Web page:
Skate park in the works — finally

By Stina Sieg | Nov 08, 2012

After more than a decade of meetings, fundraising and false starts, it looks like Waynesville is finally getting a skate park. And it even has the Tony Hawk seal of approval.

Hawk, arguably the most famous skater in the world, wrote simply "Looks good!" on the park's building plans after the town applied for a Tony Hawk Grant of $5,000. The town ended up getting the money, which was rolled into the approximate $400,000 it has budgeted for this fiscal year to construct the park. That means the park is set to be completed by no later than June 30, 2013 — and that's for certain, explained Rhett Langston, Waynesville Rec Center executive director.

"It's definitely a done deal," he said. "It's definitely going to happen."

He added that the project will be put out to bid by early next year, with construction starting in the spring. With an estimated two-to-three month building time, he's very confident about making the deadline.

Some of this certainty comes from the fact that if the plans did fall through, a large chunk of change would be lost. Several years ago, the town applied for a reimbursement grant from N.C. Parks and Recreation for just over $60,000. If it's not used by June 30 (about three years after it was awarded), it disappears.

And is there any chance of that happening?

"No, no, no, no, no, no," said Langston, adding "no" a few more times for emphasis.

Some skaters, however, aren't convinced. Jared Lee, one of the most vocal members of the skateboarding community, explained that he and other skaters have been strung along for years. He and his mother started attending meetings about the proposed park when he was 13. He's now 29.

He believes the town hasn't kept the community in the loop and that locals like himself have just been left to wonder about the status of the park. Meanwhile, many fundraisers have been held and donations have been brought in, but the money has just been sitting there, waiting to be used. Additionally, he's angry that Langston once said a groundbreaking might take place this July, but that hope fell flat.

"And the reality is nobody's holding the town accountable for this," Lee said. "It's just this open-ended thing that they can keep pushing back."

Mayor Gavin Brown admits the timeline isn't optimum but stressed the important thing is that the park is finally coming to fruition.

"In the world of public enterprise, sometimes things don't get done as quickly as in the private sector," he said, "but we get it done."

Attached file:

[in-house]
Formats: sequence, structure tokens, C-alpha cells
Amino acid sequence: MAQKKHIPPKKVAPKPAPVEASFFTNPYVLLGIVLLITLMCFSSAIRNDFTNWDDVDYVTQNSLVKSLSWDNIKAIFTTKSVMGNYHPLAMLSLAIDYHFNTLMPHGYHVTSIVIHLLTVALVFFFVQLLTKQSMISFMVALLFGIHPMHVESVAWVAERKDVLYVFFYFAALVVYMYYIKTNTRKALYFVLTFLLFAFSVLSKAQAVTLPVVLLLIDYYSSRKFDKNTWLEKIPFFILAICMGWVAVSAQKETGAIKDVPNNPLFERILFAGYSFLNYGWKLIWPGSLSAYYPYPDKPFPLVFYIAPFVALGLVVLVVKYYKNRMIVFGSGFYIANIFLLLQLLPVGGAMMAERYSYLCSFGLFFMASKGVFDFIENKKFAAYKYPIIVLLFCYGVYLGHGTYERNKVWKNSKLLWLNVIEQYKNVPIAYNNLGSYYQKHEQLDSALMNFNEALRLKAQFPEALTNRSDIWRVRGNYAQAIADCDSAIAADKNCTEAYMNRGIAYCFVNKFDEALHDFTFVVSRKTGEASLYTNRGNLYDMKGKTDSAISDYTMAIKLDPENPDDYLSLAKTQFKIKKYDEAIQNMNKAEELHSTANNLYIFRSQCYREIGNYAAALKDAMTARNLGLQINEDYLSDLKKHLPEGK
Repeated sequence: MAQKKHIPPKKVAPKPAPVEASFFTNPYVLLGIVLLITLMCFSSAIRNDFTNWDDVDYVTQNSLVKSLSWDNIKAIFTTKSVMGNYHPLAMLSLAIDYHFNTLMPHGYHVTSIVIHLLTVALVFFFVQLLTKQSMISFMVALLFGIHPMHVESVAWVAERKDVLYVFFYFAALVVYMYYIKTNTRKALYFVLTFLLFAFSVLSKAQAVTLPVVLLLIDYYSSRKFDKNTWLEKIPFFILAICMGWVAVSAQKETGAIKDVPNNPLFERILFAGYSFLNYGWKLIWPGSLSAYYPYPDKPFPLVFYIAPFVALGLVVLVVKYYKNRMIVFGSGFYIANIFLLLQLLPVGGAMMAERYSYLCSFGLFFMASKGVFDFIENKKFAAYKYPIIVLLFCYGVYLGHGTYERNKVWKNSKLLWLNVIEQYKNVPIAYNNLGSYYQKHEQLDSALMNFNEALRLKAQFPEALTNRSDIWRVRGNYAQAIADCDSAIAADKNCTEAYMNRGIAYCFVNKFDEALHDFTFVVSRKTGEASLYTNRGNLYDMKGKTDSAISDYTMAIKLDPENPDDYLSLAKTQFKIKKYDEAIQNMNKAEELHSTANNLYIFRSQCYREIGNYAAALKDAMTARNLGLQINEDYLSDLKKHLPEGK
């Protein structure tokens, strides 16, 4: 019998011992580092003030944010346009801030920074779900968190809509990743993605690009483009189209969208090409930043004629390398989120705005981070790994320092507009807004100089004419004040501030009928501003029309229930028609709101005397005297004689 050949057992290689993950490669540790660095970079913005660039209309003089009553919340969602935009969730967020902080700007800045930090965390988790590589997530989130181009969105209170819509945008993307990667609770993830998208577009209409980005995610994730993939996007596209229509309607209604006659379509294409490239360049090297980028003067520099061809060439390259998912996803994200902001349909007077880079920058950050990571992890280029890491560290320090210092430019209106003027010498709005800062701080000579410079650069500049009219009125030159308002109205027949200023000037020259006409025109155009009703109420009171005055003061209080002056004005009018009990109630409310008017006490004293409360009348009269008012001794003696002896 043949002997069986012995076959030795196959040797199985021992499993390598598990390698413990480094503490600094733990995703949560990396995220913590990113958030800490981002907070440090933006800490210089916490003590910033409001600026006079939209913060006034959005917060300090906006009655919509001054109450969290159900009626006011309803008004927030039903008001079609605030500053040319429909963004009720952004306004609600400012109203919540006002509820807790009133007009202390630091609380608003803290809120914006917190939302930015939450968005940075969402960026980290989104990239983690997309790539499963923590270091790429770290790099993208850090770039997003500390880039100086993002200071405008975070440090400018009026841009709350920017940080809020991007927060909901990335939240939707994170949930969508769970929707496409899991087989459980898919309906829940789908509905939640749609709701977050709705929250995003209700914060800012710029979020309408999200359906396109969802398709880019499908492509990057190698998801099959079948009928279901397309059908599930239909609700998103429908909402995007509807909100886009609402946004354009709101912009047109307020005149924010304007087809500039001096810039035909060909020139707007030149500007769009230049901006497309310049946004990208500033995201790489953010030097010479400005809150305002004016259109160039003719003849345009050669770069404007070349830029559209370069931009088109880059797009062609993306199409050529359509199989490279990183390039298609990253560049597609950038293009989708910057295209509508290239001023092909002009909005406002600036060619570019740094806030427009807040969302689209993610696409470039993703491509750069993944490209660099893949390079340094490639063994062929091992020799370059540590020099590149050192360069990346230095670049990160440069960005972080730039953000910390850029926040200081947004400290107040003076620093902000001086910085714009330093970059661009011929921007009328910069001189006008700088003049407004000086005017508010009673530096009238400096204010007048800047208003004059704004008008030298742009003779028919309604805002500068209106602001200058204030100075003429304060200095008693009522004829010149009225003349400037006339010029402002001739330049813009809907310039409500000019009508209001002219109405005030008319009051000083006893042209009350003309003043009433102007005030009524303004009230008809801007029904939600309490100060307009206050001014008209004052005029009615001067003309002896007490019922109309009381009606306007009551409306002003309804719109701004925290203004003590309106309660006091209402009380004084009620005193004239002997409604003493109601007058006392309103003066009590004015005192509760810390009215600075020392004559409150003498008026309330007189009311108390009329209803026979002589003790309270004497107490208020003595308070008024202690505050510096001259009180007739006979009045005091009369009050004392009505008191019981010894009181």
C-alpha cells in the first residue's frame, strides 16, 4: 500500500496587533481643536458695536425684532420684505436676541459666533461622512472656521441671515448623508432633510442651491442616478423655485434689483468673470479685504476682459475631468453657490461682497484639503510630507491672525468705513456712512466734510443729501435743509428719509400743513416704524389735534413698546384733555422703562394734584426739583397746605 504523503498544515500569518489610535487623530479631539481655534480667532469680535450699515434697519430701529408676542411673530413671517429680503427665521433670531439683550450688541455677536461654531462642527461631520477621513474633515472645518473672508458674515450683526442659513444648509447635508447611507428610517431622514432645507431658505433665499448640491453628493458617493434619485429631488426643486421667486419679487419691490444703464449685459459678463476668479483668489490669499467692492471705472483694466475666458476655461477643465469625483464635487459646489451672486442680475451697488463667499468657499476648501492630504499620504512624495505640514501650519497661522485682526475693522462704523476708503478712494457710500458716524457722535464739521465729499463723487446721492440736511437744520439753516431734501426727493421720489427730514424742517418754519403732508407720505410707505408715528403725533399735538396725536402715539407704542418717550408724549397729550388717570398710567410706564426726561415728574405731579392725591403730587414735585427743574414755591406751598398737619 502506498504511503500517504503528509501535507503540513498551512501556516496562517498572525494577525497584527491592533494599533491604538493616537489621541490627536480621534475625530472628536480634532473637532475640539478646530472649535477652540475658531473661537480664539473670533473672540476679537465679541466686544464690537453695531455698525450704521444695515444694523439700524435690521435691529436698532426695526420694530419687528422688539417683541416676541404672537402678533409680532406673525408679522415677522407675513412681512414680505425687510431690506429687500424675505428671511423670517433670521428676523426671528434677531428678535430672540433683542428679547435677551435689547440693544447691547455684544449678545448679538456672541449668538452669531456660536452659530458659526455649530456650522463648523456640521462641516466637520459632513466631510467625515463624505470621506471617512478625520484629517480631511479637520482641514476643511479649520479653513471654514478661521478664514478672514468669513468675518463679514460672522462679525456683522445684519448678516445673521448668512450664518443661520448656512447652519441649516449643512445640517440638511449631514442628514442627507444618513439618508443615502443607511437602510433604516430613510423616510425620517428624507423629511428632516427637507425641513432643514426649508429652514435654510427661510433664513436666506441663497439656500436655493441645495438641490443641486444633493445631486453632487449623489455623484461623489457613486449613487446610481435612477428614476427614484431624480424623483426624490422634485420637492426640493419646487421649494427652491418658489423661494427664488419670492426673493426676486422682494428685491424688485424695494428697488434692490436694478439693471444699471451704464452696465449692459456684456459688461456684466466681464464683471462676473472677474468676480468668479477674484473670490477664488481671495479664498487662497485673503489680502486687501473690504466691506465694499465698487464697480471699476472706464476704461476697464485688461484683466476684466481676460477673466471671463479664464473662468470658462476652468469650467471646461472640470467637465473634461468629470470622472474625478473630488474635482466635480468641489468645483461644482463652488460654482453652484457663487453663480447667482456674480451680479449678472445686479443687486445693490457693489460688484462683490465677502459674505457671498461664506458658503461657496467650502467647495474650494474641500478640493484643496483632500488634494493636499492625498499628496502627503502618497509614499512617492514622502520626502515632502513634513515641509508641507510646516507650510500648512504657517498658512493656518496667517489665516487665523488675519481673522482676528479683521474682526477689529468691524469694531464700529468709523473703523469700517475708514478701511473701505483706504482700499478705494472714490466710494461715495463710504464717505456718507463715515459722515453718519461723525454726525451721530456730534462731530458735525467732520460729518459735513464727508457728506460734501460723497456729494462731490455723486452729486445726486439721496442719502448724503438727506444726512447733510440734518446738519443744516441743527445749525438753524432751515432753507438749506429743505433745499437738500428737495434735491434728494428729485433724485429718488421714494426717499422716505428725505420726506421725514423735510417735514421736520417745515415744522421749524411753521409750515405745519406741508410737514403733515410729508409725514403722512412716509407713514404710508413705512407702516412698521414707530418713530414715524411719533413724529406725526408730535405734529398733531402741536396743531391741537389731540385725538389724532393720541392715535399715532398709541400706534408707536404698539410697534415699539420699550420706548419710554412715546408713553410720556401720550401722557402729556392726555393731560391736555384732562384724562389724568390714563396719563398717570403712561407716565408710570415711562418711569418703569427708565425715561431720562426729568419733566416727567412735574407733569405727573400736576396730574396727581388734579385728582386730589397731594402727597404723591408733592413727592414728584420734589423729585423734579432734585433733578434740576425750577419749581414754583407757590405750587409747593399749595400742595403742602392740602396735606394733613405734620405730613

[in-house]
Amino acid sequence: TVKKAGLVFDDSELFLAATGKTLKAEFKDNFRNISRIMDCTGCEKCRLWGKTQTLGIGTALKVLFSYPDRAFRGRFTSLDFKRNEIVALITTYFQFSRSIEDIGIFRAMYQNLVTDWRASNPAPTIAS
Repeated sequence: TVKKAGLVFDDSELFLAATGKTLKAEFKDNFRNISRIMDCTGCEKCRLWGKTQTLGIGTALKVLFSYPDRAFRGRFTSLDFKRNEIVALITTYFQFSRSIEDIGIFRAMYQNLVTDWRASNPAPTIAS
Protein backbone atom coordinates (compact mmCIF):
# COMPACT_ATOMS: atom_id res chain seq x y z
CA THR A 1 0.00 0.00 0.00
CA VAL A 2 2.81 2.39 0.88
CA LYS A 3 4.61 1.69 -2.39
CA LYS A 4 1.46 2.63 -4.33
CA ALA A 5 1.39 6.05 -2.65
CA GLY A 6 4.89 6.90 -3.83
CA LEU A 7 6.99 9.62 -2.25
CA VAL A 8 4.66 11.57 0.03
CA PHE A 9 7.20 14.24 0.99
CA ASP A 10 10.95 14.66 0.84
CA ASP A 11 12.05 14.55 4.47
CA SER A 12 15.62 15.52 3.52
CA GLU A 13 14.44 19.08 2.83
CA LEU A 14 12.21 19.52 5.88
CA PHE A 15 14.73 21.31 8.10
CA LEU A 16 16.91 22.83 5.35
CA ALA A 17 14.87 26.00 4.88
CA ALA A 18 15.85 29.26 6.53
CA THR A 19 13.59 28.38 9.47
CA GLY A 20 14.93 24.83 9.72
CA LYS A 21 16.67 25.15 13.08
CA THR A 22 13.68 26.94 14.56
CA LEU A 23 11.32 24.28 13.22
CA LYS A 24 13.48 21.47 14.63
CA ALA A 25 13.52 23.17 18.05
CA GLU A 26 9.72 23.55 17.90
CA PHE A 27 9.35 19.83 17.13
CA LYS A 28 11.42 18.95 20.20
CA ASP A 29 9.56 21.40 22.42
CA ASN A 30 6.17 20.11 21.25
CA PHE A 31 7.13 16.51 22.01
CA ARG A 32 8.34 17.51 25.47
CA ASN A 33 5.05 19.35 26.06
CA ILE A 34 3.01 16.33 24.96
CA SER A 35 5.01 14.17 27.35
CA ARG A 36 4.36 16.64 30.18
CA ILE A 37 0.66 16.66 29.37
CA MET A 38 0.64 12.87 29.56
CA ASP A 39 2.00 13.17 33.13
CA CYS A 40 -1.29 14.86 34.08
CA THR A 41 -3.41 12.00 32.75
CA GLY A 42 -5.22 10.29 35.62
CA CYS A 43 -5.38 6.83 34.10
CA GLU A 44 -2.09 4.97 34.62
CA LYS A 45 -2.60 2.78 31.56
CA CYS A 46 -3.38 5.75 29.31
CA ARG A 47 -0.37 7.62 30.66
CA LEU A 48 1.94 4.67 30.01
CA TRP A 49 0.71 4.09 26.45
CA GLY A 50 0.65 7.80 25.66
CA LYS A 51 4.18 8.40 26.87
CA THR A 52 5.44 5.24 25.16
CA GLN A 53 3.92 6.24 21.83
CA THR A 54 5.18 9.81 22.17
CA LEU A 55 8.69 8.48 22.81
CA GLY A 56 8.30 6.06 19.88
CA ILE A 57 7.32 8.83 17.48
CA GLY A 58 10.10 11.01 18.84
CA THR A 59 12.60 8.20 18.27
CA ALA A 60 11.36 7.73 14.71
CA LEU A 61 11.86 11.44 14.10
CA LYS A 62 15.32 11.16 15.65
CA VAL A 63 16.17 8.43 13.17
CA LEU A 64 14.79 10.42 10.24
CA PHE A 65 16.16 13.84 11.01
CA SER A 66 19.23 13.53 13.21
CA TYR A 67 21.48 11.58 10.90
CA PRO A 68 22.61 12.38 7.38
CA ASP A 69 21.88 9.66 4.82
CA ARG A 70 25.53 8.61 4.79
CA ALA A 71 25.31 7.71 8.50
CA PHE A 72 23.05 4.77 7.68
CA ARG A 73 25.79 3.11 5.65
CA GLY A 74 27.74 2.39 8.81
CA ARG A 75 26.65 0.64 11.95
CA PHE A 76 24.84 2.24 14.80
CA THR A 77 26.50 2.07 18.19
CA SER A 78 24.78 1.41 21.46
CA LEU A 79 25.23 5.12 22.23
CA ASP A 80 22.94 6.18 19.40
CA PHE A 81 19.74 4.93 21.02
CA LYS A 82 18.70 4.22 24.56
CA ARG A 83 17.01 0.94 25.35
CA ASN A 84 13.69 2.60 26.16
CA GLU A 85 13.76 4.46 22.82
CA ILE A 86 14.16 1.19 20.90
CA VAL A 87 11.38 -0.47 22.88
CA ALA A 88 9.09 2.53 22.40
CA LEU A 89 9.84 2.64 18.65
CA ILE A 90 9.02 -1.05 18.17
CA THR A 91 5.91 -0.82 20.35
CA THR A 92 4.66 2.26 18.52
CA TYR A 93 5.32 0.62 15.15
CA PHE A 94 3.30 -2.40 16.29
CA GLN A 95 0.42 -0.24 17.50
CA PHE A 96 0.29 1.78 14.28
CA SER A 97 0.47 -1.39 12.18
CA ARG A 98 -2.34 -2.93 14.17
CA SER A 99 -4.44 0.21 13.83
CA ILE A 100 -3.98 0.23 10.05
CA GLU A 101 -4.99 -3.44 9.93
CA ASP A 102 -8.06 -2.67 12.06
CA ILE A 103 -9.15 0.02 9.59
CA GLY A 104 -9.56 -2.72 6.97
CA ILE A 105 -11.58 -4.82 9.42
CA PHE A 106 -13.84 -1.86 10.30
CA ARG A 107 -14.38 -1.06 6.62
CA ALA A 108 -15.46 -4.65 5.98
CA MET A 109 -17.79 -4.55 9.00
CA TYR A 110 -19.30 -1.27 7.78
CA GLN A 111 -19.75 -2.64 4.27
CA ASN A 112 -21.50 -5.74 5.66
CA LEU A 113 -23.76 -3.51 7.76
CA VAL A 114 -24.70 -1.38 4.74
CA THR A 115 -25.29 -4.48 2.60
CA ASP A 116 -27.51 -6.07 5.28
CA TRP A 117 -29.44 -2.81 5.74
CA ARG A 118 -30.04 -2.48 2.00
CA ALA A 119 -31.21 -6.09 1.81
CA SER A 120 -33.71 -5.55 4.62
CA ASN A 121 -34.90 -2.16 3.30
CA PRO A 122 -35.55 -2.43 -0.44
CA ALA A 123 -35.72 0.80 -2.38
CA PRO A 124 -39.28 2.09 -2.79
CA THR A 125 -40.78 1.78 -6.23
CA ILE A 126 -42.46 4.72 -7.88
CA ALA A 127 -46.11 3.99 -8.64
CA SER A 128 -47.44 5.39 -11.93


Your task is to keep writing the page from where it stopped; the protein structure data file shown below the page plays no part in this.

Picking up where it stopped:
Helping make it happen is the influx of funds the town is getting from its tax on video sweepstakes that the town had pledged toward the park effort. He estimates the town should receive $100,000 in gaming tax this year alone. While the town has budgeted $400,000 for the project, he believes that number is high.

This is a "good project," he went on, that he believes will stand the test of time.

"This will be here 50, 100 years from now, and will hopefully be used as it is today, when we get it finished on June 30," he said.

Langston believes that the lasting impact of this project is part of why it took so long.

"We just want to make certain it's done correctly and it's something everyone can be proud of," he said.

Construction wasn't possible a decade ago because there wasn't the money, he explained. It wasn't possible earlier this year because the town didn't have all the construction reports and needed paperwork finished up. Now, there's nothing to stand in the park's way.

While neither Brown nor Langston are skaters, both sounded excited for those in the community who are.

"I can't wait to watch others use it," Langston said. "And it will be a lot of fun."

On this point, Lee agrees, but he's still miffed at the long journey to this end. So much has been "hush hush," he said, which has jaded him and the those youngsters who have waited with him for years. Those kids are seeing at a young age that "government is kind of a joke," he said.

So, despite the promises from the town, Lee is taking a wait-and-see approach to the new park. He believes he's not the only one.

"I'm not buying it yet," he said. "I don't believe ya'll. I don't trust ya'll."

 

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